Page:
Installing Alpine on HDD dualbooting

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Assume you have a box where you run Ubuntu or your favourite distro. Now you would like to be able to boot either your already installed system or Alpine.

Prepare your hardware

You will need a partition for your Alpine installation. If you don't already have one free, you need to create a primary partition with enough space for your Alpine installation. The tools you use for managing your partitions might differ, so you need to figure out your self how to use them. fdisk can help.

Make notes of what partition you will use for your Alpine installation. In this example we are going to install Alpine on /dev/sda3.

Installing Alpine on HDD

Now it's time to install Alpine. Boot your system with a CD containing the latest Alpine Standard from Downloads.

Format and mount HDD partition

First format your partition. We will need some tools for doing the formatting. After you are done those tools can be removed.

apk add e2fsprogs mkfs.ext3 /dev/sda3 apk del e2fsprogs

Warning: Make sure you format the right partition! The /dev/sda3 is only a example. If you choose the wrong partition your data will be gone. Make a backup first when you are unsure.

Mount the newly formatted partition. After the mounting the partition will be available at /mnt.

mount -t ext3 /dev/sda3 /mnt

Basic setup

Next, do some basic setup for your Alpine system.

In Alpine 2.2.3 or newer, type:

setup-timezone setup-alpine -q setup-sshd setup-ntp

See setup-alpine for more details. (If you omit the -q flag to setup-alpine, you'll be prompted "Which disks yous you like to use?" Answer "none", and also answer "none" to the remaining prompts, about storing configs and an apk cache directory.)

Install Alpine

Now it's time to put our files on the partition.

If using Alpine Linux 2.2.3 or higher, just type:

setup-disk -m sys /mnt

Tip: If you use extlinux and you didn't create a separate boot partition (/boot is on the root partition /), you might need to update the path to vmlinuz in /boot/extlinux.conf, eg.:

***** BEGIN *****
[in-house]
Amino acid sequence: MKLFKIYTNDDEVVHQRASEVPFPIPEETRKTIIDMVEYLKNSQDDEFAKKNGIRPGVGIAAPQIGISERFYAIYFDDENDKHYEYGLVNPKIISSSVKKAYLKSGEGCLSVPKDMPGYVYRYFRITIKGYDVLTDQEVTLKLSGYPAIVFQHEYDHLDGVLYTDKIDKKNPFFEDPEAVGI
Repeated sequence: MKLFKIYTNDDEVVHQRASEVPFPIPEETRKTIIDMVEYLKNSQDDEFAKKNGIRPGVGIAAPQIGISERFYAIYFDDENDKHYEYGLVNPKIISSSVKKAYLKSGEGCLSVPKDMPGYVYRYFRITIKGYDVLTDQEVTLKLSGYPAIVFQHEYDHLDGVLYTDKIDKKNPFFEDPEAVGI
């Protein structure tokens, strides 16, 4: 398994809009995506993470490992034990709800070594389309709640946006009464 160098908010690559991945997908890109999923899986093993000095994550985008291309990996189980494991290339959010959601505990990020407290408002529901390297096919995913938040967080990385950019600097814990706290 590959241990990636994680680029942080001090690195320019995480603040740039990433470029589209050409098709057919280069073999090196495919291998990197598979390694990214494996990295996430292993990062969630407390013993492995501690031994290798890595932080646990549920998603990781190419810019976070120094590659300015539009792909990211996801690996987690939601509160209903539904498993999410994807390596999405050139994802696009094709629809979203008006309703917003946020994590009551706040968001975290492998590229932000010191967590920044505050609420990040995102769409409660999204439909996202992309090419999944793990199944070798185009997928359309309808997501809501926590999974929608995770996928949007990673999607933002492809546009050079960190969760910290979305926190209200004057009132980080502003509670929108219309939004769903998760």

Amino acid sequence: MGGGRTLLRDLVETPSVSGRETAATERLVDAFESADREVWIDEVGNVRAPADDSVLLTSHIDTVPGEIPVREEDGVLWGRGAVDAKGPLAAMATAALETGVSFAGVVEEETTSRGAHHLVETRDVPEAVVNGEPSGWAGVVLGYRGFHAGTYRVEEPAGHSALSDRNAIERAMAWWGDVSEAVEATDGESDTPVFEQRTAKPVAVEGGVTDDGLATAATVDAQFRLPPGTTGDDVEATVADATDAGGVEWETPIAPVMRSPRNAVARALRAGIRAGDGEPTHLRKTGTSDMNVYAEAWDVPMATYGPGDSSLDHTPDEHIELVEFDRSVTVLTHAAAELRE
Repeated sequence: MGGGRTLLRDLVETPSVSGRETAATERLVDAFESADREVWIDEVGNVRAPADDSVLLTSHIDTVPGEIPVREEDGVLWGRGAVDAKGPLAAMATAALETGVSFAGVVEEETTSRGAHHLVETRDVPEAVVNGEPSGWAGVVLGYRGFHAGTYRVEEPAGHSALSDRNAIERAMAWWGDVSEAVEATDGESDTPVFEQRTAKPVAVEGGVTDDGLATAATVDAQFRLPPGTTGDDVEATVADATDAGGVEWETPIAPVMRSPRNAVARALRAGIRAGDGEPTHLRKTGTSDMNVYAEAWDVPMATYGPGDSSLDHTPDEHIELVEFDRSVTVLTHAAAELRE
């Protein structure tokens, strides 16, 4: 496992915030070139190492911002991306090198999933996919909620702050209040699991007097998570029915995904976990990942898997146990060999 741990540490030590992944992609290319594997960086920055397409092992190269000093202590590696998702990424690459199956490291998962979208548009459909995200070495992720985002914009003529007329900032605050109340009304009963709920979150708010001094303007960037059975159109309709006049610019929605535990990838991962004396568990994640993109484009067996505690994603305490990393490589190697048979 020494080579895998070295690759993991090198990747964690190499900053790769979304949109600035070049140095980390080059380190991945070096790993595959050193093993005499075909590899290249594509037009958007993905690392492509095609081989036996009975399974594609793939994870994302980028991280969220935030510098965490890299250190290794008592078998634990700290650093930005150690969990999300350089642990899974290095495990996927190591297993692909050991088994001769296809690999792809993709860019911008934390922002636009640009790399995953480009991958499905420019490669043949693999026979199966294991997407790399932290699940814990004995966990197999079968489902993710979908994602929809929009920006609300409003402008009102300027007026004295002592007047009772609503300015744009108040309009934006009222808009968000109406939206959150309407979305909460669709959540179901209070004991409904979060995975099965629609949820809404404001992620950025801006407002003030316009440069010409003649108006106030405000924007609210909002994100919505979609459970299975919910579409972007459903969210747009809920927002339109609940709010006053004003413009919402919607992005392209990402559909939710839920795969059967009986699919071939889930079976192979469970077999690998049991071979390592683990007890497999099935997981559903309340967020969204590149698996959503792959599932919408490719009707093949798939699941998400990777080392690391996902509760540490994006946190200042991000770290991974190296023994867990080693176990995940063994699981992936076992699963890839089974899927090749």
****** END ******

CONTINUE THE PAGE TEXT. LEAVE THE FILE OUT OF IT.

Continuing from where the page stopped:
LABEL grsec
  MENU LABEL Linux grsec
  LINUX /boot/vmlinuz-grsec

If using an earlier version of Alpine Linux, you'll need to install the files and bootloader manually, as described below.

Installing files manually

Tip: If using a version of Alpine Linux older than 2.2.0, replace /etc/apk/world in the last line with /var/lib/apk/world

lbu package - | tar -C /mnt -xzf - apk add --root /mnt --initdb --repositories-file /etc/apk/repositores --keys-dir \ /etc/apk/keys $(cat /etc/apk/world) acct linux-grsec alpine-base

Your system is now on /dev/sda3. Next thing is to be able to boot on it.

Installing bootloader manually

On your system you already have a bootloader of some kind. The bootloaders vary, so you need to figure out how to make it boot your Alpine distro. Hopefully you get some ideas by looking at the following example below.

In my case I have Grub2 so I will describe what I did to boot Alpine.

Reboot your system (start Ubuntu).

Start a 'terminal' (ALT-F2 + "terminal" + [Run])

Take notes of the UUID of the partition you are planning to use:

sudo blkid /dev/sda3

Start editing grub2 configuration

gksudo gedit /etc/grub.d/40_custom

I edited the file so it looks something like this:

exec tail -n +3 $0
echo "Adding Alpine" >&2
cat << EOF
menuentry "Alpine Linux" {
 set root=(hd0,3)
 linux /boot/vmlinuz-grsec root=UUID=8de6973a-4a8c-40ed-b710-c4e2b42d6b7a modules=sd-mod,usb-storage,ext3 quiet
 initrd /boot/initramfs-grsec
Note: The UUID-value mentioned above '8de6973a-4a8c-40ed-b710-c4e2b42d6b7a' should be replaced with the UUID you got when running your 'blkid' command.

We need to tell grub2 that the config has changed


Now it's time to test. Reboot your box.

Note: You might need to press SHIFT when booting up your box in order to see the grub-menu.